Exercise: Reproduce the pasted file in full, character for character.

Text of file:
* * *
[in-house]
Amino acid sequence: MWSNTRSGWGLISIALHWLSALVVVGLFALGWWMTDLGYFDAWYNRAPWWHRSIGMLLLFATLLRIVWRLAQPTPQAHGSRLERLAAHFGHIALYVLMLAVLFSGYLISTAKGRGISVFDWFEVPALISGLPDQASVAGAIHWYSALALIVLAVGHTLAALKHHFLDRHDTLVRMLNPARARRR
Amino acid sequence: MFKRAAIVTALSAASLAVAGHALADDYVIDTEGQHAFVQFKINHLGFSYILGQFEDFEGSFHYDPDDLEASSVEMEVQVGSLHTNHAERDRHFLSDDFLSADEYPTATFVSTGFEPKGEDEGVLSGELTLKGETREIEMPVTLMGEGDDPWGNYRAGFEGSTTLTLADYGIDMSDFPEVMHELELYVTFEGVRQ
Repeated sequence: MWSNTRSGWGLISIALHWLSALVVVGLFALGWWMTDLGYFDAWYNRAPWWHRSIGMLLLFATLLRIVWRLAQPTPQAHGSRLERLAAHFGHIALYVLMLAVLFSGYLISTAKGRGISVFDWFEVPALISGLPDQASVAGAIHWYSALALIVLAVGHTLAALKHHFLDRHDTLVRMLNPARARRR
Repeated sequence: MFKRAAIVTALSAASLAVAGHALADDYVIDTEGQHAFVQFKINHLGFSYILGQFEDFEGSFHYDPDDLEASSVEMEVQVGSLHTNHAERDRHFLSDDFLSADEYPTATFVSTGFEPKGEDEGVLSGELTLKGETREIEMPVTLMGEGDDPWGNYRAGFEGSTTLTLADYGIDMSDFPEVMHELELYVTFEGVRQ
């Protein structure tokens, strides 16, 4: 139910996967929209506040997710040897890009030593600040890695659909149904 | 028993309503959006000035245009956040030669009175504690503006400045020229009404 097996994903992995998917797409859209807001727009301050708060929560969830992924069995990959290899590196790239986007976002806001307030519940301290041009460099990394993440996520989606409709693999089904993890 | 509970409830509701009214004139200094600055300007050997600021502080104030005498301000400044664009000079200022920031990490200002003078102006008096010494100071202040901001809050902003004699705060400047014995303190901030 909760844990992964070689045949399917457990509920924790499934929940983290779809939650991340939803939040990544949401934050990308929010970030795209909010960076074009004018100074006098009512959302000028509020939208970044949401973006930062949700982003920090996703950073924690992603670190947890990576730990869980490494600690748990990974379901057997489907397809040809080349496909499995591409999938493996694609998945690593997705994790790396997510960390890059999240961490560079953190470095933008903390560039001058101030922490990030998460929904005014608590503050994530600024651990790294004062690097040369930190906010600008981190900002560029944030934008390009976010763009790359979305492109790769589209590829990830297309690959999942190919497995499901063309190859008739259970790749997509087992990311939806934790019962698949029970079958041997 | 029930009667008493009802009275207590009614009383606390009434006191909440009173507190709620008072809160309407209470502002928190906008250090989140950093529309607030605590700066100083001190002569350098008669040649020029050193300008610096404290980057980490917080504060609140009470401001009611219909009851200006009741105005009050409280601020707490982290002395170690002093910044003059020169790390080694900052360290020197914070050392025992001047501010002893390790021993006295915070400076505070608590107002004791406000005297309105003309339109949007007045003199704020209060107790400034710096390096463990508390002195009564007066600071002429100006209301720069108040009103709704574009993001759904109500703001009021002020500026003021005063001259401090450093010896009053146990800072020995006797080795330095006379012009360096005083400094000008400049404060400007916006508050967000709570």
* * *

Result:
[in-house]
Amino acid sequence: MWSNTRSGWGLISIALHWLSALVVVGLFALGWWMTDLGYFDAWYNRAPWWHRSIGMLLLFATLLRIVWRLAQPTPQAHGSRLERLAAHFGHIALYVLMLAVLFSGYLISTAKGRGISVFDWFEVPALISGLPDQASVAGAIHWYSALALIVLAVGHTLAALKHHFLDRHDTLVRMLNPARARRR
Amino acid sequence: MFKRAAIVTALSAASLAVAGHALADDYVIDTEGQHAFVQFKINHLGFSYILGQFEDFEGSFHYDPDDLEASSVEMEVQVGSLHTNHAERDRHFLSDDFLSADEYPTATFVSTGFEPKGEDEGVLSGELTLKGETREIEMPVTLMGEGDDPWGNYRAGFEGSTTLTLADYGIDMSDFPEVMHELELYVTFEGVRQ
Repeated sequence: MWSNTRSGWGLISIALHWLSALVVVGLFALGWWMTDLGYFDAWYNRAPWWHRSIGMLLLFATLLRIVWRLAQPTPQAHGSRLERLAAHFGHIALYVLMLAVLFSGYLISTAKGRGISVFDWFEVPALISGLPDQASVAGAIHWYSALALIVLAVGHTLAALKHHFLDRHDTLVRMLNPARARRR
Repeated sequence: MFKRAAIVTALSAASLAVAGHALADDYVIDTEGQHAFVQFKINHLGFSYILGQFEDFEGSFHYDPDDLEASSVEMEVQVGSLHTNHAERDRHFLSDDFLSADEYPTATFVSTGFEPKGEDEGVLSGELTLKGETREIEMPVTLMGEGDDPWGNYRAGFEGSTTLTLADYGIDMSDFPEVMHELELYVTFEGVRQ
């Protein structure tokens, strides 16, 4: 139910996967929209506040997710040897890009030593600040890695659909149904 | 028993309503959006000035245009956040030669009175504690503006400045020229009404 097996994903992995998917797409859209807001727009301050708060929560969830992924069995990959290899590196790239986007976002806001307030519940301290041009460099990394993440996520989606409709693999089904993890 | 509970409830509701009214004139200094600055300007050997600021502080104030005498301000400044664009000079200022920031990490200002003078102006008096010494100071202040901001809050902003004699705060400047014995303190901030 909760844990992964070689045949399917457990509920924790499934929940983290779809939650991340939803939040990544949401934050990308929010970030795209909010960076074009004018100074006098009512959302000028509020939208970044949401973006930062949700982003920090996703950073924690992603670190947890990576730990869980490494600690748990990974379901057997489907397809040809080349496909499995591409999938493996694609998945690593997705994790790396997510960390890059999240961490560079953190470095933008903390560039001058101030922490990030998460929904005014608590503050994530600024651990790294004062690097040369930190906010600008981190900002560029944030934008390009976010763009790359979305492109790769589209590829990830297309690959999942190919497995499901063309190859008739259970790749997509087992990311939806934790019962698949029970079958041997 | 029930009667008493009802009275207590009614009383606390009434006191909440009173507190709620008072809160309407209470502002928190906008250090989140950093529309607030605590700066100083001190002569350098008669040649020029050193300008610096404290980057980490917080504060609140009470401001009611219909009851200006009741105005009050409280601020707490982290002395170690002093910044003059020169790390080694900052360290020197914070050392025992001047501010002893390790021993006295915070400076505070608590107002004791406000005297309105003309339109949007007045003199704020209060107790400034710096390096463990508390002195009564007066600071002429100006209301720069108040009103709704574009993001759904109500703001009021002020500026003021005063001259401090450093010896009053146990800072020995006797080795330095006379012009360096005083400094000008400049404060400007916006508050967000709570």